ECFC Surveys

Results of March 2015 FSA Carryover Survey

Over the years, employers and employees alike have cited ‘use or lose’ as the main reason why people don’t enroll in FSAs.  On behalf of our members, the ECFC waged an intense campaign to revise the ‘use or lose’ attribute and, as you know, in October 2013 the rule was revised to allow employers the option to offer a carryover of up to $500 of unused funds. 
In March 2015, ECFC conducted a member survey as a follow-up to the ECFC December 2014 survey to better understand how the implementation of the carryover rule impacted FSA enrollment. Surveys were sent to 118 ECFC members and we had a 31% response rate.  With the results in, we wanted to take this opportunity to share our findings.

Key Findings
- Offering the carryover option is perceived as increasing FSA value to employers AND employees
- The majority of the responders offered the carryover option to their employers
- The majority of the responders felt the carryover option resulted in increased enrollment rates

Survey Details

To gain some insight into how the carryover option impacted FSA enrollment, we asked members whether or not they saw a change in FSA participation after employers implemented the carryover. Of respondents who felt they had enough information to answer this question, about 73% reported that they saw an increase in FSA participation after employers switched to the carryover, while 27% did not notice a change. We also asked members to rate how much employers and employees valued offering and participating in an FSA (respectively) after implementing the carryover, and a large majority reported that the carryover seemed to add value for both employers and employees. About 91% of members either agreed or strongly agreed that employers saw the carryover as increasing the value of offering an FSA, and 83% agreed or strongly agreed that employees who were offered the carryover viewed the change as adding value to participating in an FSA.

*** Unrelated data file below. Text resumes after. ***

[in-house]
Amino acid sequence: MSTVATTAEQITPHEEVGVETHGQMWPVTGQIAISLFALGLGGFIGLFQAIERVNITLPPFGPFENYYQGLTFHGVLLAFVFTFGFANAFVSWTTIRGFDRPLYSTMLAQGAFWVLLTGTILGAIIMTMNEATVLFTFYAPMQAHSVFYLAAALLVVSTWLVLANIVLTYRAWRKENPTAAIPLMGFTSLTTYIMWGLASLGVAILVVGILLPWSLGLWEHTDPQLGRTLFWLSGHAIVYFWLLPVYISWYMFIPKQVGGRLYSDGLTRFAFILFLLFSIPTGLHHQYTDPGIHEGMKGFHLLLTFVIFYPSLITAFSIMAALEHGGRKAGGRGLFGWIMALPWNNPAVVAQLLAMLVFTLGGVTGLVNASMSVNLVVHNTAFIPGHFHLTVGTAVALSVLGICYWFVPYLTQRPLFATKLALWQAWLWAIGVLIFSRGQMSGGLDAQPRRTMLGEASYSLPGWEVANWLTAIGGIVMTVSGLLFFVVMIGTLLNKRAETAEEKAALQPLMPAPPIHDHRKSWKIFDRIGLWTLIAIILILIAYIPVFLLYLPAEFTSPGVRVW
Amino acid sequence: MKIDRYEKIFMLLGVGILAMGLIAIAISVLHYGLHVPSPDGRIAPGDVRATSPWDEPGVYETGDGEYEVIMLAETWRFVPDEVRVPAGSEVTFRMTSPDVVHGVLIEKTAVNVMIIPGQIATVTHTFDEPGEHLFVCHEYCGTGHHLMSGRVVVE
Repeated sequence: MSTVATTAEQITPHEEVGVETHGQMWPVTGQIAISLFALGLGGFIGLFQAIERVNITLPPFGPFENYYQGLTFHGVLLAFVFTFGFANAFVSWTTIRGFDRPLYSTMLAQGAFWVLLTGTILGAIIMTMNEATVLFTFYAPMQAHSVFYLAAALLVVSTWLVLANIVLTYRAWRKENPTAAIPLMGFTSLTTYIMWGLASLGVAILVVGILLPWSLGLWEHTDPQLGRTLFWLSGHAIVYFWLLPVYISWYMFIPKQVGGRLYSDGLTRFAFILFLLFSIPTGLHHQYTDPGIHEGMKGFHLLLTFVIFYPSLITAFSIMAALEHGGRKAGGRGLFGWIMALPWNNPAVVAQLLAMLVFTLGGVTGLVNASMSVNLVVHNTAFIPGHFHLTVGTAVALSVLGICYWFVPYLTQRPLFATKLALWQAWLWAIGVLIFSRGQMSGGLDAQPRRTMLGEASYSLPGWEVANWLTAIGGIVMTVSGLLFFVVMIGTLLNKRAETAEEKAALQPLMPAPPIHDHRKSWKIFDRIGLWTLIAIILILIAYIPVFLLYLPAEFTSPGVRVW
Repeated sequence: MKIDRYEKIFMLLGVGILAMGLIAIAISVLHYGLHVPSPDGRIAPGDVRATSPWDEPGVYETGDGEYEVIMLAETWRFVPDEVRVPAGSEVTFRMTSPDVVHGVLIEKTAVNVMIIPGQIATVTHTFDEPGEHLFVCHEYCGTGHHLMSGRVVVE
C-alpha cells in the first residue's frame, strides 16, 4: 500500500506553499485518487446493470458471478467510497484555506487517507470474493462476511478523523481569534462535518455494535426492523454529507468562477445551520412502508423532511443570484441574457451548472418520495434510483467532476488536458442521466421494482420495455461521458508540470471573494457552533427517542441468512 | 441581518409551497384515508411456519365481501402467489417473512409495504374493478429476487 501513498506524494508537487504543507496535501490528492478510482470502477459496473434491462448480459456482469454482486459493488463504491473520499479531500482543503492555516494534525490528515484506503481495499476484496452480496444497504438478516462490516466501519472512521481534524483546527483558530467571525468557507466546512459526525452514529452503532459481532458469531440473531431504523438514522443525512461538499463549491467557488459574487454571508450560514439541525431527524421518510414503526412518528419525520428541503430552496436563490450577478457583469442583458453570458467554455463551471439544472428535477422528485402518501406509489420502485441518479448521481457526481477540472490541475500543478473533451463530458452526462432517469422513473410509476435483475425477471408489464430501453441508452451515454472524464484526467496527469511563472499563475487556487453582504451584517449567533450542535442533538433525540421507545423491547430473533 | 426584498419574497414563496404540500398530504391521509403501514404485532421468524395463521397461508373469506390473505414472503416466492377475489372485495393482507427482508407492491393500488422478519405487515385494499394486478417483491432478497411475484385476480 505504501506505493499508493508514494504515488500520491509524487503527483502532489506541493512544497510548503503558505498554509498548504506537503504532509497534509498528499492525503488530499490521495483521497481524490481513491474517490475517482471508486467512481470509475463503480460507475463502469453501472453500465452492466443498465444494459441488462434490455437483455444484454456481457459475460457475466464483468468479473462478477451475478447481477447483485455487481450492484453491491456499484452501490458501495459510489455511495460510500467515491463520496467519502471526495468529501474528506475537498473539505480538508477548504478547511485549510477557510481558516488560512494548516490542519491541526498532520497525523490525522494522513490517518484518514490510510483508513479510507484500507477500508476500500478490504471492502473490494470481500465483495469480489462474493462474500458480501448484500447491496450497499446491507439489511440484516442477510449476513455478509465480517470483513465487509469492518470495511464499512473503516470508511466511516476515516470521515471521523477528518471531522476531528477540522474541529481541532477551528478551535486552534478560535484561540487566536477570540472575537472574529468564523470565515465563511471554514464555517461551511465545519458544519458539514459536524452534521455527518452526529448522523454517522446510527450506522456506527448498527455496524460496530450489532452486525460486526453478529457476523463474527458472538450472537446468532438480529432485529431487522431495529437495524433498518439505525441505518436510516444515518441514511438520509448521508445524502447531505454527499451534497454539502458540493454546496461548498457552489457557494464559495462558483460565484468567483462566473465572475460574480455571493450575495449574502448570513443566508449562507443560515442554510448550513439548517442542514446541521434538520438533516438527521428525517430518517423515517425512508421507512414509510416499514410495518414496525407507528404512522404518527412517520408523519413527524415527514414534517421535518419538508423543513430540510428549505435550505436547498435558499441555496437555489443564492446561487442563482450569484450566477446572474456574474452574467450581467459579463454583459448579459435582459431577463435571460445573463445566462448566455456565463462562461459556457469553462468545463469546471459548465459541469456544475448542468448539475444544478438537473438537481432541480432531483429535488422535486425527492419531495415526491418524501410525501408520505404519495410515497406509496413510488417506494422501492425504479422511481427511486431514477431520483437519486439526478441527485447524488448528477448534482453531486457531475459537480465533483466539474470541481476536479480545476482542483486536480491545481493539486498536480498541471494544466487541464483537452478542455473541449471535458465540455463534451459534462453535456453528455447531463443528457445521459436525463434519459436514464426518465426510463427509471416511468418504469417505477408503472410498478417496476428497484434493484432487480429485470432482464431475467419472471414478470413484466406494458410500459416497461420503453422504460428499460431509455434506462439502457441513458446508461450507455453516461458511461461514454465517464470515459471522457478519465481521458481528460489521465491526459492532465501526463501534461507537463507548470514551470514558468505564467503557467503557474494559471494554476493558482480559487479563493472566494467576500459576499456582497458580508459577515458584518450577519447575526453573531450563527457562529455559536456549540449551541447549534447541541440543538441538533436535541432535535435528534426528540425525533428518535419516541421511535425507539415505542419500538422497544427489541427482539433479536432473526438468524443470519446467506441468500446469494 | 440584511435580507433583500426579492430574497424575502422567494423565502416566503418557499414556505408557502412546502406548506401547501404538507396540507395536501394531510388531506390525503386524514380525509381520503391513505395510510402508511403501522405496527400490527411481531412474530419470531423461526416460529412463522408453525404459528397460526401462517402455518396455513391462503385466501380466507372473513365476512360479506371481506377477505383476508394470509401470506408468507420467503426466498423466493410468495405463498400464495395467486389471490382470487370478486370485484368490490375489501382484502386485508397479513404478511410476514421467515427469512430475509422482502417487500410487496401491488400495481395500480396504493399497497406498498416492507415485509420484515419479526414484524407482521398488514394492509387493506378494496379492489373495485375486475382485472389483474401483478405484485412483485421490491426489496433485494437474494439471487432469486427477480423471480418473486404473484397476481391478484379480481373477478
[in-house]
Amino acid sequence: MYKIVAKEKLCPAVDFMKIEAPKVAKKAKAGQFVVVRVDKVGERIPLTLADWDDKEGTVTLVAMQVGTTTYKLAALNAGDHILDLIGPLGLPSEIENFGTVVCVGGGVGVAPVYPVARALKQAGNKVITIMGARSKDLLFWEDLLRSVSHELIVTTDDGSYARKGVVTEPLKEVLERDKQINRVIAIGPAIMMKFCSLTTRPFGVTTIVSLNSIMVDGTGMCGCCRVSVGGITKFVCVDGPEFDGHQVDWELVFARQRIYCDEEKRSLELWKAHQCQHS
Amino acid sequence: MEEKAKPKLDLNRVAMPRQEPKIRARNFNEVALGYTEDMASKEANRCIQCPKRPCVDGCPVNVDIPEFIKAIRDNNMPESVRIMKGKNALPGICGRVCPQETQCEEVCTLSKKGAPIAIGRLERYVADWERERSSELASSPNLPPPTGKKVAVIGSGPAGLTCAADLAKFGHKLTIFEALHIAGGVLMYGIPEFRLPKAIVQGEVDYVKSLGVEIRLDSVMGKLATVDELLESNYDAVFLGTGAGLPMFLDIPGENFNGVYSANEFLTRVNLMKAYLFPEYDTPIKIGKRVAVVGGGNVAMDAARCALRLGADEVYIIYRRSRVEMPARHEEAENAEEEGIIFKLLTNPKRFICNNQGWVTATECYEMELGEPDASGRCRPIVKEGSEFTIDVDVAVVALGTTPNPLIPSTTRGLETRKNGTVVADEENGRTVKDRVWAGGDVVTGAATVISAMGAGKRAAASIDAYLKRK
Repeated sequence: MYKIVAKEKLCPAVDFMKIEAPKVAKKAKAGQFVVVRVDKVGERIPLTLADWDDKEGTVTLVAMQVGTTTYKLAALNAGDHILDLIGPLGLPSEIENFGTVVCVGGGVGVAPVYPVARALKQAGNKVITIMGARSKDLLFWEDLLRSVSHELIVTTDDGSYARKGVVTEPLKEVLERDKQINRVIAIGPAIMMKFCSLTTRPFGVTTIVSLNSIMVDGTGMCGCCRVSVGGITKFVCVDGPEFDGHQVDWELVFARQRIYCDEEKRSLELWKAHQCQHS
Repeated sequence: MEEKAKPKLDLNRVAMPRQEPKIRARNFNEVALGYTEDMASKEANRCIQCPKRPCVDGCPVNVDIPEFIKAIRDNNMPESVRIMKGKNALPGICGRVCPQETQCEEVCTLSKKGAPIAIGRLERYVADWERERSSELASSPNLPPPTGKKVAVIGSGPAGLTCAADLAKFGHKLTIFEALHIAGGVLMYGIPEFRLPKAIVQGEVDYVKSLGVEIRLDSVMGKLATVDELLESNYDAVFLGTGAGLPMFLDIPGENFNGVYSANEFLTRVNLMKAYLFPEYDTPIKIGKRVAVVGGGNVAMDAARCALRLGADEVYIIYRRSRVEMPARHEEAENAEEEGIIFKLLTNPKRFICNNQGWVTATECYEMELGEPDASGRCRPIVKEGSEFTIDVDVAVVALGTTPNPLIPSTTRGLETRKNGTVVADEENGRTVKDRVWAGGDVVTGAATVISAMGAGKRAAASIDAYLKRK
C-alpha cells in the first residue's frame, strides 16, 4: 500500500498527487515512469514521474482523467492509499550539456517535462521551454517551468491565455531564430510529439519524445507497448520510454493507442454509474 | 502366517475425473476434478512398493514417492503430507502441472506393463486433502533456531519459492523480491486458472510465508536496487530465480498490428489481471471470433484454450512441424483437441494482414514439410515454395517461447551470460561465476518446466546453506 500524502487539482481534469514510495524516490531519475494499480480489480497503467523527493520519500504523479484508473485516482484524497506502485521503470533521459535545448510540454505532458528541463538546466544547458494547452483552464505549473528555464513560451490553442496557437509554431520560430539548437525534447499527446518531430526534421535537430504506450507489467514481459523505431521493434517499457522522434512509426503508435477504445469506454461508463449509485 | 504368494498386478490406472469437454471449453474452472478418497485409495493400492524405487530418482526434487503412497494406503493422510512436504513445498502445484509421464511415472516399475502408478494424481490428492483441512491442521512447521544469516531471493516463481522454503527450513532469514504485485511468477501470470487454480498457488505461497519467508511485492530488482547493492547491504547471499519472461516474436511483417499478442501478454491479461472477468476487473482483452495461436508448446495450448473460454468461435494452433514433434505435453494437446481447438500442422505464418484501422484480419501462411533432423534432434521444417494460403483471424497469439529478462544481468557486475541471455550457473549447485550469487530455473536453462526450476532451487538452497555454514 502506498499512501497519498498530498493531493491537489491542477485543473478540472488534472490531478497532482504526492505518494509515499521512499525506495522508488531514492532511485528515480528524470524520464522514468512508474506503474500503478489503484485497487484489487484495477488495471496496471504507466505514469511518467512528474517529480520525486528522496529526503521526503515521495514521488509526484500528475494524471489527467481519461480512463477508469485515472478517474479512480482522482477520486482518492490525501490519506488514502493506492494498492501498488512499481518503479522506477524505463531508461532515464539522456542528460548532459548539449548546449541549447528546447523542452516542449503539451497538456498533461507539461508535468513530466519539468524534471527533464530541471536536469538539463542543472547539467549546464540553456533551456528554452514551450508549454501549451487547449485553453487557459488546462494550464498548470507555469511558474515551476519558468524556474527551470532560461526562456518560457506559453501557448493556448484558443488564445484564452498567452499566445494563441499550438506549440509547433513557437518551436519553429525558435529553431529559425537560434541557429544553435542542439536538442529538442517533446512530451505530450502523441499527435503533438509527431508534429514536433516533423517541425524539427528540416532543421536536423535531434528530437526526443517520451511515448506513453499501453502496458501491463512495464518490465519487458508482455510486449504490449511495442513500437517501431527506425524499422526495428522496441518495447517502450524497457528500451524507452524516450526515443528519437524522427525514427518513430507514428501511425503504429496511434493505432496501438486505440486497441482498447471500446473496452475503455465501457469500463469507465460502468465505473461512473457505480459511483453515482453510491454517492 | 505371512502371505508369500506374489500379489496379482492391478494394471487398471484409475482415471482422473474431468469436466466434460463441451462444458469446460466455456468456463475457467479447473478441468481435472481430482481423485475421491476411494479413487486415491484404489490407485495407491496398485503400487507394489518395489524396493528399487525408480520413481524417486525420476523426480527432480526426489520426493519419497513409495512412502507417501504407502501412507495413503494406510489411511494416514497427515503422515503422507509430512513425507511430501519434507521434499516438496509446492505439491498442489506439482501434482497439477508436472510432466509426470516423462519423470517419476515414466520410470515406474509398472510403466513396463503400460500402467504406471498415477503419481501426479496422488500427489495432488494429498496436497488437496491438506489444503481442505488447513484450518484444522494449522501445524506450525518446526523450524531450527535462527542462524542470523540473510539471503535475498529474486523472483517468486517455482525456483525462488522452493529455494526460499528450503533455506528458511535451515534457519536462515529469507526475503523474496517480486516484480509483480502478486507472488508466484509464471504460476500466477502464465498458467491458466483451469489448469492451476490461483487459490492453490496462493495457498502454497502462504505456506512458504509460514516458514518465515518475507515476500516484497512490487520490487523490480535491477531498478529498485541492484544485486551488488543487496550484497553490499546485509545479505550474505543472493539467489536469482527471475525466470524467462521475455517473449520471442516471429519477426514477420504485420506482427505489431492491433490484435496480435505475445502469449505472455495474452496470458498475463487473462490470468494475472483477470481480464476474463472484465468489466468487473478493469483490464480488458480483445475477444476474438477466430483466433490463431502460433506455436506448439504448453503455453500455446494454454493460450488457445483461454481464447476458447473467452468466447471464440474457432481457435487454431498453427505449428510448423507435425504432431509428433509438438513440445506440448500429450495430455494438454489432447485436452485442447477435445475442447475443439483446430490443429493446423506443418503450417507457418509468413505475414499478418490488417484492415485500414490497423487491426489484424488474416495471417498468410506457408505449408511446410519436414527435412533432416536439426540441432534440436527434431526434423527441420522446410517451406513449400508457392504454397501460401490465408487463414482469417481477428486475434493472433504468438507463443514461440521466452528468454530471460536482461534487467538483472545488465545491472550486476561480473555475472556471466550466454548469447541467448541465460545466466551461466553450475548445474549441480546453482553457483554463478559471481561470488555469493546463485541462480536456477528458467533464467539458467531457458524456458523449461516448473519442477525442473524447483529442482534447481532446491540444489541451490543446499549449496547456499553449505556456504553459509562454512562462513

In general, when we asked our membership whether they thought the carryover would impact FSA participation, 75% of survey respondents said they thought the carryover option would result in increased FSA participation, while 3% thought it would result in a decrease in participation and 22% did not think it would have an impact.
ECFC is pleased to see that our members have benefited from the advocacy efforts put forth to change the ‘use or lose’ provision and that ECFC members see additional value with this provision, and, in turn, employers and TPAs are likely to see increased FSA participation rates as a result of implementing the carryover option.
Thank you to all of our members who took the time to complete our latest survey. These findings provide ECFC and its members with valuable insights on the outcome and trends resulting from improved legislation such as the Carryover provision, and underscore the value of and commitment to future ECFC advocacy efforts.